This is a graphite (maybe
but it may not be!) coated paper with a resistance of between 2000 and 3000 ohms per
square metre.

If it is carbon then carbon has a resistivity of about 3.5x10^{-5}
ohm metres. This means that a one metre cube of carbon would have a resistance of
3.5x10^{-5} ohms.

Now our paper has a resistance of say 2500 W per metre square and so we can make a guess at the
thickness.

Using the equation:

Resistivity = [resistance x cross sectional area]/length = [resistance x thickness x width]/length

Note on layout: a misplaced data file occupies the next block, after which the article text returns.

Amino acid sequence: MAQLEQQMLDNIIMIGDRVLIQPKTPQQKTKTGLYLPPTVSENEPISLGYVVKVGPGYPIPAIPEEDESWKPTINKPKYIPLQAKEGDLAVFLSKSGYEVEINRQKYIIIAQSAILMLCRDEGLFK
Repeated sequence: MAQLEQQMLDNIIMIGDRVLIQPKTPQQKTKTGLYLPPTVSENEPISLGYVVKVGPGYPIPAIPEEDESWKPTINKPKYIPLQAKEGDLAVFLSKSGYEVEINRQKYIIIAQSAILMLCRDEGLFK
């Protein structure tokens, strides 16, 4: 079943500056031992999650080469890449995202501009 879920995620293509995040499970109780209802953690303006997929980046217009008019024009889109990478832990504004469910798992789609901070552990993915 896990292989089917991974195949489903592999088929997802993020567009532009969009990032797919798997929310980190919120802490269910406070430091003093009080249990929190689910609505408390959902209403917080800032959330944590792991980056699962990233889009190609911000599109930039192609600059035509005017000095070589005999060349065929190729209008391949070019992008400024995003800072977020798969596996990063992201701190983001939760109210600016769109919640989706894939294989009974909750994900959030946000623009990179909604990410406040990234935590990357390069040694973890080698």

We will put length = 1 m, width = 1 m
and resistivity = 3.5x10^{-5} ohm metres

This means that we get for the
thickness:

Thickness = 3.5x10^{-5}/2500 = 1.4x10^{-8} m =
1.4x10^{-5} mm.

Seems rather small to me. Maybe the coating is not pure
graphite at all. (It isn't).

Apparently the paper is coated with a graphite-based
material and the suppliers will not tell them what the material is. I reckon it must have a
higher resistivity than carbon and this makes it a thicker
covering.